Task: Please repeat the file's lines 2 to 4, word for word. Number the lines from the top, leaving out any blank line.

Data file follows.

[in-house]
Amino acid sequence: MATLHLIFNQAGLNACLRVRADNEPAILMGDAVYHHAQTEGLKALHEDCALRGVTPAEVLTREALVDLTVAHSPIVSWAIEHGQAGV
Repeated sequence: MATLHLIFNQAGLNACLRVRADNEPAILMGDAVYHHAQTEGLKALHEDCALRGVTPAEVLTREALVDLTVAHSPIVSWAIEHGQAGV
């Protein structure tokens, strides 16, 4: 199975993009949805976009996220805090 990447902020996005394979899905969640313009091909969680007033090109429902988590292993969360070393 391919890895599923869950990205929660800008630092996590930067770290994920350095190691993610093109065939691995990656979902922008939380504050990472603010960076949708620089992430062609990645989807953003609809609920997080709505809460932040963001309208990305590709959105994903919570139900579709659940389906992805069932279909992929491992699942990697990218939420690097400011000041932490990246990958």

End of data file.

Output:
Amino acid sequence: MATLHLIFNQAGLNACLRVRADNEPAILMGDAVYHHAQTEGLKALHEDCALRGVTPAEVLTREALVDLTVAHSPIVSWAIEHGQAGV
Repeated sequence: MATLHLIFNQAGLNACLRVRADNEPAILMGDAVYHHAQTEGLKALHEDCALRGVTPAEVLTREALVDLTVAHSPIVSWAIEHGQAGV
């Protein structure tokens, strides 16, 4: 199975993009949805976009996220805090 990447902020996005394979899905969640313009091909969680007033090109429902988590292993969360070393 391919890895599923869950990205929660800008630092996590930067770290994920350095190691993610093109065939691995990656979902922008939380504050990472603010960076949708620089992430062609990645989807953003609809609920997080709505809460932040963001309208990305590709959105994903919570139900579709659940389906992805069932279909992929491992699942990697990218939420690097400011000041932490990246990958």